Hey, guys! Having head lice can be fun!
OK, that's probably pushing it. But it can, at least, be less obnoxious, insists Dr. Sydney Spiesel, assistant clinical professor of pediatrics at Yale University and a private-practice pediatrician. He's made that awful nit-combing job easier, he says, with a special shampoo.
It's got a chemical in it that binds to louse eggs, making them glow "a bright bluish white, quite pretty," under an ultraviolet--or "black"--light. (He's considering calling the patented-but-not-yet-available shampoo HeadLights.)
Inspiration struck a few years back, Spiesel says, after a nasty series of head lice outbreaks in New Haven, Conn., day-care centers.
These days, lice have gotten pretty resistant to a lot of the louse-killing shampoos on the market, making it even more important to comb out all the louse eggs. Trouble is, those nits are hard to see. And kids can get pretty whiny sitting still for long stretches while their heads get teased.
Passions started running high among the day-care center families after kids' heads got repeatedly reinfested. Parents pointed accusing fingers at each other, convinced they'd done a good job combing nits but those other moms and dads were falling down on the job. Spiesel was brought in to cool things down and demonstrate the proper art of nit-combing.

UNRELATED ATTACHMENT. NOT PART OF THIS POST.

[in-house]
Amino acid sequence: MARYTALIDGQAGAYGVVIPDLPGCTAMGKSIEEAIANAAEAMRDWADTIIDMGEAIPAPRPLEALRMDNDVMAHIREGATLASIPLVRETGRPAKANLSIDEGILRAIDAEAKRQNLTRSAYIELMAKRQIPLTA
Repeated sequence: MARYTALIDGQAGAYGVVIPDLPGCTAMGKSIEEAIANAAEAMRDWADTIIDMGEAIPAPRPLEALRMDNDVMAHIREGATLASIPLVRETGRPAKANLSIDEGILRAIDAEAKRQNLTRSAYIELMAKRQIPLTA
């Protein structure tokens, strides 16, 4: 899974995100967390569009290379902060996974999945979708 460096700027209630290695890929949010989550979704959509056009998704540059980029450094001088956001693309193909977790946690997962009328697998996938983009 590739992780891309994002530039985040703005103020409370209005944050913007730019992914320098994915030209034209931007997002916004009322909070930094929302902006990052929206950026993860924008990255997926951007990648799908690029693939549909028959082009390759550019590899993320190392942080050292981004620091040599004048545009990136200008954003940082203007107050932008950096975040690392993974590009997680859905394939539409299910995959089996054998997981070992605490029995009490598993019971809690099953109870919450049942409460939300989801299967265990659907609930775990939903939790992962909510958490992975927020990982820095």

As he stood there combing through a kid's tresses for a full 45 minutes, it struck him: There had to be an easier way. He cast his mind back to his biology training and remembered certain bright dyes that stick tight to insect skeletons. What if louse eggs were made of the same kind of stuff?
Some splashing around in the chemistry lab soon revealed that they were.
One memorable night, Spiesel arranged his whole family--wife, kids, his son's fiancee--around the kitchen table. With a theatrical flourish, he produced a hair with a nit attached to it, dipped it into the dye, then drew it out and held it under the light.
Ta-da! The louse egg glowed brightly.
"'They went oooh and aaah--they were pretty impressed," he says.
"But I really knew I was onto something, frankly, when I was telling a mother in the practice--also a doctor--about it, and her 8-year-old daughter said, 'Oh, Mommy! I want some lice!' "
Youngest of the Litter Aren't Mental Runts
Here's some more good news--for people born into large families, that is--especially if they're one of the family's younger members.
Earlier research had suggested that later-born kids, and kids from large families, tend to have lower IQs than firstborns and kids from small families. (As No. 3 in a family of four, I've never particularly liked this finding.)
Now new research, published in the June issue of American Psychologist, suggests that these earlier results are flawed.
In the new study, scientists from four universities analyzed data on 11,406 people, ages 14 to 22 in 1972, whose academic performances have been periodically assessed over 22 years. They found no intelligence link to birth order or family size. They conclude that the earlier-reported link stems from technical problems in the way that the numbers were crunched--and that people like me are not necessarily relative dunderheads.
If you have an idea for an item in Booster Shots, write or e-mail Rosie Mestel (Los Angeles Times, 202 W. 1st St., Los Angeles, CA 90012 or firstname.lastname@example.org).